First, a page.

Ex-Forces personnel in County Durham are being given the skills and confidence to improve their lives thanks to national lottery players.
Local charity, Finchale’s “Reaching Communities” project supports veterans with mental health, homelessness, training and employment issues that have led to social isolation.
The three year project which was awarded £487,000 of national lottery funding in 2016 helps those that have previously served in the Armed Forces by providing customised packages of ongoing support within the community and aims to support over 200 individuals throughout the project.
Over the past year the Veterans Services Team at Finchale has helped more than 300 veterans; over 70 of which were as a direct result of the Big Lottery Fund. The team offer a tailored approach which enables them to respond to the varying needs and priorities of each individual they work with.
Former Lance Corporal Lea Glendenning, 43 from Durham first contacted Finchale’s Veterans Services in April 2017 having heard about the project on Facebook.
“I’d recently become unemployed at short notice” he said “and was really panicking about the lack of income and the impact that it was having on my family.”
From an early age Lea’s aspiration was to join the British Army; proudly wanting to follow in his grandfathers’ footsteps. Within two years of enlisting into the Light Infantry Lea was promoted to Lance Corporal and went on to complete an exemplary seven years’ service. On leaving the military Lea volunteered with the local Army Cadets and was instrumental in supporting the parade which was present in the unveiling of the “Tommy” at Seaham in April 2014.
“I’m so glad I made that call – Angela (my Case Manager at Finchale) got straight to it. She really listened to all of my concerns and within a couple of days even managed to find funding to help pay for my fork lift truck licence, the ticket I needed to find work.” He said.
Another participant of the programme said;
“When I first met Finchale I had only just been released from prison; I was offered help and support without being judged and treated with respect and understanding. I cannot describe how much they helped in my recovery. I start work on Monday!”
Angela Kelly Veterans Caseworker at Finchale said; each of the clients that I’ve worked with over the past year’ journey has been unique; no two clients or indeed days are ever the same.
Individuals have a whole host of support needs from help finding suitable training and work to more complex issues of sorting out housing which is often a symptom of underlying social problems including mental and physical health, relationship breakdowns and unemployment with many having absolutely no money for even the most basic amenities.
In a lot of cases there is no quick fix but I’m delighted that we are now starting to see some real results from the project with many individuals becoming more involved in their local communities; some gaining training and/or work and others accessing further healthcare support to enable them to move towards a brighter future.”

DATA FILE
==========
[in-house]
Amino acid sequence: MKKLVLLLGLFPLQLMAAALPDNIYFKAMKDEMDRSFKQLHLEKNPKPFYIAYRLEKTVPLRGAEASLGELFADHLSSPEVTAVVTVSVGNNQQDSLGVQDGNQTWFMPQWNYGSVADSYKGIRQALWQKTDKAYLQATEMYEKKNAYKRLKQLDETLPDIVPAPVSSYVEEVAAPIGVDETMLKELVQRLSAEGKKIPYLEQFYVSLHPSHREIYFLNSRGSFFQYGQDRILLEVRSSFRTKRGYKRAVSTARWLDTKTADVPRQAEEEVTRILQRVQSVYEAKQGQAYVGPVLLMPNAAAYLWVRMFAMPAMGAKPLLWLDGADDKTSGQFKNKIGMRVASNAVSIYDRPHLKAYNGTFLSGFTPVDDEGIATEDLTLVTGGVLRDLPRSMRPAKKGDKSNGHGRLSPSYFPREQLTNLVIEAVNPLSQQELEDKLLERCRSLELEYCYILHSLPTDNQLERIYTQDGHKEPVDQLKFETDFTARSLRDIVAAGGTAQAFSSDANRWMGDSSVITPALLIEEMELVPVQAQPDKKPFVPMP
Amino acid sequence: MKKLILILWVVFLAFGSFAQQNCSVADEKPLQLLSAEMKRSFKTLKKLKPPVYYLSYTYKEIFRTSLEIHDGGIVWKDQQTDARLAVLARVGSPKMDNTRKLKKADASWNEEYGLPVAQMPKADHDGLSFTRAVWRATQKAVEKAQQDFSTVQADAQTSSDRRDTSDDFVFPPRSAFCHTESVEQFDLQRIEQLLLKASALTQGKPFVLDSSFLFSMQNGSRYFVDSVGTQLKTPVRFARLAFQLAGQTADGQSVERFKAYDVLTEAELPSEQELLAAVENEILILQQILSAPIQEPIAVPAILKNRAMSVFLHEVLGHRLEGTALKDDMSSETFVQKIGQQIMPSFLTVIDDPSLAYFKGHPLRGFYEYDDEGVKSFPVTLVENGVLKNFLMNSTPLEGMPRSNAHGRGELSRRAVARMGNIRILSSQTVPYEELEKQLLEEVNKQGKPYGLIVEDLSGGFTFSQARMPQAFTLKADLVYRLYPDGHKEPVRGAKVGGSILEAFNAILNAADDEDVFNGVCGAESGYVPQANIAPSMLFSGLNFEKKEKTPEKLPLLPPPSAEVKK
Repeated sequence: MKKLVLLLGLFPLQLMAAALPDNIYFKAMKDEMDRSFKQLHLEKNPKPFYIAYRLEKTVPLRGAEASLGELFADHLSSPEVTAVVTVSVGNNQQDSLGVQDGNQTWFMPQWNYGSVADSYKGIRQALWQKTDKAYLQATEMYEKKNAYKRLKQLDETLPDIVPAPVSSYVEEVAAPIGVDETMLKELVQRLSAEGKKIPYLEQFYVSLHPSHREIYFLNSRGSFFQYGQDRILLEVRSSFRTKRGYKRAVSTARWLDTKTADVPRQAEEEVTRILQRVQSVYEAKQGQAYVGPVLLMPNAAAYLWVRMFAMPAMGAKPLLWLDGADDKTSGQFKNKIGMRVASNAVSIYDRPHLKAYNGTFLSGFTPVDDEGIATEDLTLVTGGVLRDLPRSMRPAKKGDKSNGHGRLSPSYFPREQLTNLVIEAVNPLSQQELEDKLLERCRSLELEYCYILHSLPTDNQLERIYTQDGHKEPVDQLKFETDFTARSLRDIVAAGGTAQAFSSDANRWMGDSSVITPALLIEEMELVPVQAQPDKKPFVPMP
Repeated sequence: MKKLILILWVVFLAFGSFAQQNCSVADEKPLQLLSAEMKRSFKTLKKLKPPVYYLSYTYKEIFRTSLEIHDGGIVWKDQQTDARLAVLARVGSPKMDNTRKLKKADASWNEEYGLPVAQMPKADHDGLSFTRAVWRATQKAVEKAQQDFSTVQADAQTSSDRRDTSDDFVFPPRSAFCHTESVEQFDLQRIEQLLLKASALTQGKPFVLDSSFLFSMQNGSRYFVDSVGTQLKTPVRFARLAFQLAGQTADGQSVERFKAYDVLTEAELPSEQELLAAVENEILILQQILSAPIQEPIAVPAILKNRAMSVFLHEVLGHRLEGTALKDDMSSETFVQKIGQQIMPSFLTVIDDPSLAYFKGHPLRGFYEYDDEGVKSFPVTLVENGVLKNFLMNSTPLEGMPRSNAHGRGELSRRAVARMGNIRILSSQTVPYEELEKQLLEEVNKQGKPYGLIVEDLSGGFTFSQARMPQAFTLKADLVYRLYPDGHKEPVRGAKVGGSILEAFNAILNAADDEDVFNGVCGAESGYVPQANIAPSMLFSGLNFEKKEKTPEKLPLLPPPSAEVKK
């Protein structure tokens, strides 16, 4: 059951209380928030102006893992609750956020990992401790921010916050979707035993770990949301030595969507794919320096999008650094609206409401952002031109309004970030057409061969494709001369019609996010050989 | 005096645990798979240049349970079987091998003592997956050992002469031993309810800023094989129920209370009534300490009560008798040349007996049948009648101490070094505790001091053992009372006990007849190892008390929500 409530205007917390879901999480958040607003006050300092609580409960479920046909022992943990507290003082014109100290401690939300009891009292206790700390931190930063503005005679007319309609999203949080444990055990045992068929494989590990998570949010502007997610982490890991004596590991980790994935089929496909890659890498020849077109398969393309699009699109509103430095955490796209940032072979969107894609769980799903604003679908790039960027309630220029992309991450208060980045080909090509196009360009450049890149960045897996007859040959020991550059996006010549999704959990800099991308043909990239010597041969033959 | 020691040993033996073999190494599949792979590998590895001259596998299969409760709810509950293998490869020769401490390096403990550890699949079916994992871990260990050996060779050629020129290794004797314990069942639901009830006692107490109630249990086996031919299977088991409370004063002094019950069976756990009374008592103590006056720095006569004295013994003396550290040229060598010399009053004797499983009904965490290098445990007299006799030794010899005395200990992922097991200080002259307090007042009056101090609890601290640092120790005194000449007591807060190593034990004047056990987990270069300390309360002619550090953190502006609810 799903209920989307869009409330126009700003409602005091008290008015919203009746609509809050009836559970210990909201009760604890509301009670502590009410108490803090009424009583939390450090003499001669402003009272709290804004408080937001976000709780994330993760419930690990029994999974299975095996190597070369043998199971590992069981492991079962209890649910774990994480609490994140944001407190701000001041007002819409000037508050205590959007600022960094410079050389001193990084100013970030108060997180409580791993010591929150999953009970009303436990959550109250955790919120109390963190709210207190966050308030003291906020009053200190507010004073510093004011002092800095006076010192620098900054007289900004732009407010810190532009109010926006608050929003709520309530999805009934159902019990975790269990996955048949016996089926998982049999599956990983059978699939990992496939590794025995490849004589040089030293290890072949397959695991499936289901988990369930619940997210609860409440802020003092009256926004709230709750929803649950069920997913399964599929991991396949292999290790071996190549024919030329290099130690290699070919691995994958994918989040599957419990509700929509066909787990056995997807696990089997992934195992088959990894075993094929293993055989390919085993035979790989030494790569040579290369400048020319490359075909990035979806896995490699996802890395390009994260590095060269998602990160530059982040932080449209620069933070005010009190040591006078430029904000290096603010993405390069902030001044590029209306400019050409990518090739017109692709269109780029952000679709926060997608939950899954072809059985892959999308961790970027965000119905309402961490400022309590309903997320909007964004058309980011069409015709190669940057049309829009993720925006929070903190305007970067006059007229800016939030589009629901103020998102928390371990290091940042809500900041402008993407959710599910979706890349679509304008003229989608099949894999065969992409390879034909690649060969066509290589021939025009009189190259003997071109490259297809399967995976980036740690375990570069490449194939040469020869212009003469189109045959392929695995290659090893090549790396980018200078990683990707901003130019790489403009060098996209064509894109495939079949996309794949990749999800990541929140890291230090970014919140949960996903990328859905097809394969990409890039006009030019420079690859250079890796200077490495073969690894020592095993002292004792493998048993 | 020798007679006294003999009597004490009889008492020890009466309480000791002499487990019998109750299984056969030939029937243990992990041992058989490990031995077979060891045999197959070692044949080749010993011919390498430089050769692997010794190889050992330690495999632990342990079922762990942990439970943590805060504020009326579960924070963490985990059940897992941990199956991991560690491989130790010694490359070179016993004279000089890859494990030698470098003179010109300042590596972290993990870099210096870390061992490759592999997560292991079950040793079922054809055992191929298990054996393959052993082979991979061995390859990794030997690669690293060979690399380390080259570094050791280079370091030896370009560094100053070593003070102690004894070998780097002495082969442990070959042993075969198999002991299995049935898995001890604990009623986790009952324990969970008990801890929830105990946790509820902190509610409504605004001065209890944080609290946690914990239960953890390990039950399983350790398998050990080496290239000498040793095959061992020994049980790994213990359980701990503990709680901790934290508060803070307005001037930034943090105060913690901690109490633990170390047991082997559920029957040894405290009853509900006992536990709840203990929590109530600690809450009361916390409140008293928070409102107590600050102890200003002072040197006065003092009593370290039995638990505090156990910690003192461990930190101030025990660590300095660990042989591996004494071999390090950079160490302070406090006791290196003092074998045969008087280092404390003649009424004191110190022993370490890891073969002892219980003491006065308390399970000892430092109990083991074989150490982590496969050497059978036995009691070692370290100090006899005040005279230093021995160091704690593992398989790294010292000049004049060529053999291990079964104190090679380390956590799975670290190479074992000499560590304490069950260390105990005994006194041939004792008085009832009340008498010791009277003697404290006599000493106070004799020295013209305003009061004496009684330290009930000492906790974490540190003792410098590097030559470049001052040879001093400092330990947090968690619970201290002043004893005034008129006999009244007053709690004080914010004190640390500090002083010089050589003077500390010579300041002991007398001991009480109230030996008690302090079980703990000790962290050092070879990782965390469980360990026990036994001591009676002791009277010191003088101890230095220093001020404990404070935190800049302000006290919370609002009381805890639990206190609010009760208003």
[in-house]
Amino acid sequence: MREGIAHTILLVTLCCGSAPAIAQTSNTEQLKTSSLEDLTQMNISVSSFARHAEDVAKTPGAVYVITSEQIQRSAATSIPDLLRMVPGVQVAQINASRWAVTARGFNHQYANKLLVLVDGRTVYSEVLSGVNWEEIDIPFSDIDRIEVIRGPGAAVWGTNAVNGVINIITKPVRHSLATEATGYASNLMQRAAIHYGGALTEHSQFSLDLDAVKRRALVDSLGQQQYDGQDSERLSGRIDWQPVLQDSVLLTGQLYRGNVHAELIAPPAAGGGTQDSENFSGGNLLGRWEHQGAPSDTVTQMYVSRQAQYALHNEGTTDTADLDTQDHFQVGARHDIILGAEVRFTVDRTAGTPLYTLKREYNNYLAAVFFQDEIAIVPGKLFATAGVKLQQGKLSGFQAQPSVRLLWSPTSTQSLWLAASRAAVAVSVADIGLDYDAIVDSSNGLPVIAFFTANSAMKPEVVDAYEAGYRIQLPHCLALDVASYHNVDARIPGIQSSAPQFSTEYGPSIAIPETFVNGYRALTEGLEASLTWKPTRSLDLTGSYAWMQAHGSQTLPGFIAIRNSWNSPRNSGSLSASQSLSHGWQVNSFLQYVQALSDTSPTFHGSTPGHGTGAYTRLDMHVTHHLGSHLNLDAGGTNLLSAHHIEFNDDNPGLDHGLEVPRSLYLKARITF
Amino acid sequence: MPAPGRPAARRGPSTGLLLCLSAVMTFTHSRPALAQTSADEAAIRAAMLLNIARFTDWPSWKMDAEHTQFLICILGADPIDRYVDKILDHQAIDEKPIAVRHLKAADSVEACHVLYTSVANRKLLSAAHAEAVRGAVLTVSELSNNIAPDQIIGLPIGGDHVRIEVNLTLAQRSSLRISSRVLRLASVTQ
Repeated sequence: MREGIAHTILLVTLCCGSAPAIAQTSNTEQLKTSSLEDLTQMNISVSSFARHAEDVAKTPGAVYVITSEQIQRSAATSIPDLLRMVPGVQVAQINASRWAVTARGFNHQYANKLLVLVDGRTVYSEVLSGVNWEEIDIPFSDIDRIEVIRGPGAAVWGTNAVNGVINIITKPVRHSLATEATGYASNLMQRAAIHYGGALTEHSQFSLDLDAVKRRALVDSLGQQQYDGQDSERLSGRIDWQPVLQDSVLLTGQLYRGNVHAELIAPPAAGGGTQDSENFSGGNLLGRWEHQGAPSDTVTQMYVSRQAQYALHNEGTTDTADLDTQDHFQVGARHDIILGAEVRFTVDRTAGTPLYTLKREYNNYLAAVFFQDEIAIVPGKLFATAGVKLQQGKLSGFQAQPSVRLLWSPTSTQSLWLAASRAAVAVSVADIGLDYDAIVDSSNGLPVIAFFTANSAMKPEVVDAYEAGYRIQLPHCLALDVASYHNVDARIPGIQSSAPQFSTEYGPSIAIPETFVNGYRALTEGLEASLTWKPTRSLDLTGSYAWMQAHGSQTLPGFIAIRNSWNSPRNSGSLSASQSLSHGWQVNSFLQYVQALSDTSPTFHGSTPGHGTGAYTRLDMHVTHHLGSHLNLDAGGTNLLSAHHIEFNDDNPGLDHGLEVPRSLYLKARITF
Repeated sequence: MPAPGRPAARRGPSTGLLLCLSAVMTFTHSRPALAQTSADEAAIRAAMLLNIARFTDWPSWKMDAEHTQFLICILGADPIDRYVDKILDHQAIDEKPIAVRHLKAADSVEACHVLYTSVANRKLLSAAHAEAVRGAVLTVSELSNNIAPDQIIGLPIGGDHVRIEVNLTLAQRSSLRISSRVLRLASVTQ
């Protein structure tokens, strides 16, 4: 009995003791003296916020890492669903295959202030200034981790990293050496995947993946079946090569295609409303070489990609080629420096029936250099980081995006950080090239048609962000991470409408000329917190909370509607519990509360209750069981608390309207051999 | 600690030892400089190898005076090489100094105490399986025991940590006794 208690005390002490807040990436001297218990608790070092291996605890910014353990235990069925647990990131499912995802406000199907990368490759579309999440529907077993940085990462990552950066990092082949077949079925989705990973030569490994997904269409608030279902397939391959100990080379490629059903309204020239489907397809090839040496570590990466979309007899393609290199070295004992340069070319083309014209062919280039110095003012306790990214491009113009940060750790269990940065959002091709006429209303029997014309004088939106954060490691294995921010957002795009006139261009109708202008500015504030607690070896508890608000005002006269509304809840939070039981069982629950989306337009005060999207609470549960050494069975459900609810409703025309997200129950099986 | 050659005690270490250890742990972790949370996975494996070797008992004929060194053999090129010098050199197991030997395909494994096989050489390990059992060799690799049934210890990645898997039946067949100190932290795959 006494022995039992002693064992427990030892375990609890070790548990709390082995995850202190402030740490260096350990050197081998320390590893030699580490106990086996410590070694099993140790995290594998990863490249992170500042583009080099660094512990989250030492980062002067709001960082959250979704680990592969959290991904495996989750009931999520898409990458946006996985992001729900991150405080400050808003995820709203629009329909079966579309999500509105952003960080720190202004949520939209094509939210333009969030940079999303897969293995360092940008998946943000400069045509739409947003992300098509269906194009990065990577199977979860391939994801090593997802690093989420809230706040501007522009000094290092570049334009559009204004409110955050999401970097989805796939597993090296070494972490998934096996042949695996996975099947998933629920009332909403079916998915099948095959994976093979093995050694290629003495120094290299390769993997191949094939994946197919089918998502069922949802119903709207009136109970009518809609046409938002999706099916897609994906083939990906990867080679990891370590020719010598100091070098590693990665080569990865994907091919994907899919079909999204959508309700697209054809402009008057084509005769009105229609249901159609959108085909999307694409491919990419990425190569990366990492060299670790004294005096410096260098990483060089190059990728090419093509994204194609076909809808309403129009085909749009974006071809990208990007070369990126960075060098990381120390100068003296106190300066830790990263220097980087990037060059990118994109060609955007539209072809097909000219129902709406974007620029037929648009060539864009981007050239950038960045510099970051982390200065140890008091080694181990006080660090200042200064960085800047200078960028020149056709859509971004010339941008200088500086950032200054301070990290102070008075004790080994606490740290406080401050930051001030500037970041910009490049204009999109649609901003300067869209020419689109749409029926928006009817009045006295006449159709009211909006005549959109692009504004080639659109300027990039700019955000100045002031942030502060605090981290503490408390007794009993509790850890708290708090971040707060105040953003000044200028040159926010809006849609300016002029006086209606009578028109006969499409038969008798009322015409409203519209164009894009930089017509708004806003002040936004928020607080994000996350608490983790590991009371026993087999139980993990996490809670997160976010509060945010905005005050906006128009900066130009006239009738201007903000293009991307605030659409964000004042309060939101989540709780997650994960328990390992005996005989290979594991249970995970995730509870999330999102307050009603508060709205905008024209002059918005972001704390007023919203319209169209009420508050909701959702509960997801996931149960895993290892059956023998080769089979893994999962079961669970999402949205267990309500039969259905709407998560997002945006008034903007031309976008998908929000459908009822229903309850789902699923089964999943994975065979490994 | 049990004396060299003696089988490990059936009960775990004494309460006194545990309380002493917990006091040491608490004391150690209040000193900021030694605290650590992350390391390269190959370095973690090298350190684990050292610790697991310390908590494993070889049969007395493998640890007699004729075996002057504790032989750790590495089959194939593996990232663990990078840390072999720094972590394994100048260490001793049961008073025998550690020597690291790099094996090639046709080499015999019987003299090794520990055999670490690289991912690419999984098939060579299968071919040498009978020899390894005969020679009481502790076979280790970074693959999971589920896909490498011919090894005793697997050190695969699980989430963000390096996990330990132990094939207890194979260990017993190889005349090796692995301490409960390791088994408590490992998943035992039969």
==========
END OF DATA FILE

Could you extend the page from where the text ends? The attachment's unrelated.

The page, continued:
Andy Wildish; Veterans Service Manager at Finchale said; “This programme is all about helping veterans, who are often hard to reach to move from social isolation to a better future. Over the years Finchale has supported hundreds of people towards a better future across County Durham and we are looking forward to supporting hundreds more.
The door is always open so veterans and their families can come and have a chat with us. It’s down to the customers; whether it is help with securing funding for training, support finding a job or gaining wider support we will be there for them. “
For further information about Veterans Services at Finchale please contact 0191 386 2634 or email email@example.com
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Notes to editor
Finchale, based in Pity Me in County Durham, was founded in 1943 as a rehabilitation and resettlement centre for service personnel returning from active service, and it has retained strong links with the Armed Forces ever since.
The independent registered charity has supported disabled people and those with health inequalities for 73 years by offering specialist support for people with multiple and complex barriers to employment. It works with individuals and families from the Scottish Borders in the north to the East Riding of Yorkshire in the south, and across from Teesside to Cumbria. Finchale works with a wide range of employers and partners of all sizes from across the public, private and third sectors.
Set in 13.5 acres of landscaped grounds, Finchale also offers a wide range of flexible business spaces which can cater for 2-150 people, available to hire from an hour to a full day. Facilities include: 18 fully equipped teaching, training and meeting rooms; auditorium seating for 80-100 people; more than 120 bedrooms (20 ensuite); IT suites; lecture theatre and classrooms; as well as conference, event and banqueting facilities. Services include access to audio visual and laptop equipment, Wi-Fi, as well as catering and parking.
The Big Lottery Fund is the largest funder of community activity in the UK. It puts people in the lead to improve their lives and communities, often through small, local projects.
It is responsible for giving out 40% of the money raised by National Lottery players for good causes. Last year it awarded £583 million and supported around 12,000 projects across the UK for health, education, environment and charitable purposes.
Since June 2004 it has awarded over £8 billion to projects that change the lives of millions of people.
For further information please contact: Katharine Hawking, Social Media and Marketing Officer, Tel: 0191 386 2634, Mob: 07540 963734, Email: firstname.lastname@example.org